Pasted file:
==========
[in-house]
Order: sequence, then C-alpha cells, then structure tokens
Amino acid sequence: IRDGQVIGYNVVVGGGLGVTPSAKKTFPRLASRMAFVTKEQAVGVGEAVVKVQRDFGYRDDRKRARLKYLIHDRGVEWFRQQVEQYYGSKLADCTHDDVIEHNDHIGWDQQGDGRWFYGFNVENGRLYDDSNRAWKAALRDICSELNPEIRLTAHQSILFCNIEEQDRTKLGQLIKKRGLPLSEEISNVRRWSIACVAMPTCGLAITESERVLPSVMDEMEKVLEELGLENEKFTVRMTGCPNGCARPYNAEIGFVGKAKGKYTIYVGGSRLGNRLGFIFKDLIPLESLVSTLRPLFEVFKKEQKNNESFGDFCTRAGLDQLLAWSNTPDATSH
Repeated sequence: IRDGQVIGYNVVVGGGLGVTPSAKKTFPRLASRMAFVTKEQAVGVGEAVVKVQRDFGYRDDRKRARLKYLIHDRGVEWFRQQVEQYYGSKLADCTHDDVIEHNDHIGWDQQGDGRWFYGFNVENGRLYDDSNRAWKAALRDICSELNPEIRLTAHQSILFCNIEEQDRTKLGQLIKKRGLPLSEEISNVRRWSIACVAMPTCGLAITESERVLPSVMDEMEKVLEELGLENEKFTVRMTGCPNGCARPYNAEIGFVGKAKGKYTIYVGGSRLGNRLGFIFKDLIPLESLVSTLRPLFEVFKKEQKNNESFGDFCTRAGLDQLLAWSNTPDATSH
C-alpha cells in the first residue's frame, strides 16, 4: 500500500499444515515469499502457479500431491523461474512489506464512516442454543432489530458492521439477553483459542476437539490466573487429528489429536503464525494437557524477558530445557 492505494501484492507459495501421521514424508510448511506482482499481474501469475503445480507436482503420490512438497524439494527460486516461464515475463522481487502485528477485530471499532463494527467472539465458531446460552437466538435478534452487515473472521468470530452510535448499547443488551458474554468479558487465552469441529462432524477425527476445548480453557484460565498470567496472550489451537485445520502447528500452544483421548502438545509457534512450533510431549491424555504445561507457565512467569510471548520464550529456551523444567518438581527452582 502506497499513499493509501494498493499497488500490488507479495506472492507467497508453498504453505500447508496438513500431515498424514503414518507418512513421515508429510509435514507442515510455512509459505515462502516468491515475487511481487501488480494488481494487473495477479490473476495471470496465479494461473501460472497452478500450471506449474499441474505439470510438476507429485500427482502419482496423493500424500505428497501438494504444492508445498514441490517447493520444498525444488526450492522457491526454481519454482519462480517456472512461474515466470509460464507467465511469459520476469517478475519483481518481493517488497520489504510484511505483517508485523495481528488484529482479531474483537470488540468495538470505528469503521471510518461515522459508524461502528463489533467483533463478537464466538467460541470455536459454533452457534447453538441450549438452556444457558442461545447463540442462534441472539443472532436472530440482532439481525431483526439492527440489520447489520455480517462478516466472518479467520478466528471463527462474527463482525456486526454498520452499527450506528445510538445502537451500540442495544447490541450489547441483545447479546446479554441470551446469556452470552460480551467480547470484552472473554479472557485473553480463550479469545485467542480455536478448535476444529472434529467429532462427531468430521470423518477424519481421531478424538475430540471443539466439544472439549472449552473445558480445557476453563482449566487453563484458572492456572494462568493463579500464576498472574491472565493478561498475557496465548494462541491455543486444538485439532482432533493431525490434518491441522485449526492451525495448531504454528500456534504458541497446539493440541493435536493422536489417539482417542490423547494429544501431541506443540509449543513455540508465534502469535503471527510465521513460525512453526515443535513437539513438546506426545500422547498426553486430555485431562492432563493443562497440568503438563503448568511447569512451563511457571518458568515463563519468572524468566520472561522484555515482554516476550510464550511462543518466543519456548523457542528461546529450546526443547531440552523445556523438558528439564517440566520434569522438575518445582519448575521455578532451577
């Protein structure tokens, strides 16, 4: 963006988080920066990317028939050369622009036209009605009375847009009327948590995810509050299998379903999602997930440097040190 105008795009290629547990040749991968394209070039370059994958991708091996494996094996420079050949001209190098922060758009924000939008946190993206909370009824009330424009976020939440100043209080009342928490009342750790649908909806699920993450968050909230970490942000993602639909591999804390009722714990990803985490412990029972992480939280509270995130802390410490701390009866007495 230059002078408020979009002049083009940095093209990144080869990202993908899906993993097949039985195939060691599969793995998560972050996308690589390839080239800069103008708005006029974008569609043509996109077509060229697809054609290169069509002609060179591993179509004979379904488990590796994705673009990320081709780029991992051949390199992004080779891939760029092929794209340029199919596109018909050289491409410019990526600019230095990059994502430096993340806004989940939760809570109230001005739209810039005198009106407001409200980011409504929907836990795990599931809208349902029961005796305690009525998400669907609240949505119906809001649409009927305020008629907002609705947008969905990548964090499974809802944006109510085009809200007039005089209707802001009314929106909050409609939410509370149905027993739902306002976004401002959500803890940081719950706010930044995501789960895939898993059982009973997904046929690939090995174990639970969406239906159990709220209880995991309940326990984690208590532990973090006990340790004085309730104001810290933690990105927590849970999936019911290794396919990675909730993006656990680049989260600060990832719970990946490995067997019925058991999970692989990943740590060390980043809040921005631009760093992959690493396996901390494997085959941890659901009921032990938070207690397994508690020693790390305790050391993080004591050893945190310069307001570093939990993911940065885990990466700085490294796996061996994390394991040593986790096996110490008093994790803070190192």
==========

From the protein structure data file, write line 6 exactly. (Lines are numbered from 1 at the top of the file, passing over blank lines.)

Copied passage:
């Protein structure tokens, strides 16, 4: 963006988080920066990317028939050369622009036209009605009375847009009327948590995810509050299998379903999602997930440097040190 105008795009290629547990040749991968394209070039370059994958991708091996494996094996420079050949001209190098922060758009924000939008946190993206909370009824009330424009976020939440100043209080009342928490009342750790649908909806699920993450968050909230970490942000993602639909591999804390009722714990990803985490412990029972992480939280509270995130802390410490701390009866007495 230059002078408020979009002049083009940095093209990144080869990202993908899906993993097949039985195939060691599969793995998560972050996308690589390839080239800069103008708005006029974008569609043509996109077509060229697809054609290169069509002609060179591993179509004979379904488990590796994705673009990320081709780029991992051949390199992004080779891939760029092929794209340029199919596109018909050289491409410019990526600019230095990059994502430096993340806004989940939760809570109230001005739209810039005198009106407001409200980011409504929907836990795990599931809208349902029961005796305690009525998400669907609240949505119906809001649409009927305020008629907002609705947008969905990548964090499974809802944006109510085009809200007039005089209707802001009314929106909050409609939410509370149905027993739902306002976004401002959500803890940081719950706010930044995501789960895939898993059982009973997904046929690939090995174990639970969406239906159990709220209880995991309940326990984690208590532990973090006990340790004085309730104001810290933690990105927590849970999936019911290794396919990675909730993006656990680049989260600060990832719970990946490995067997019925058991999970692989990943740590060390980043809040921005631009760093992959690493396996901390494997085959941890659901009921032990938070207690397994508690020693790390305790050391993080004591050893945190310069307001570093939990993911940065885990990466700085490294796996061996994390394991040593986790096996110490008093994790803070190192």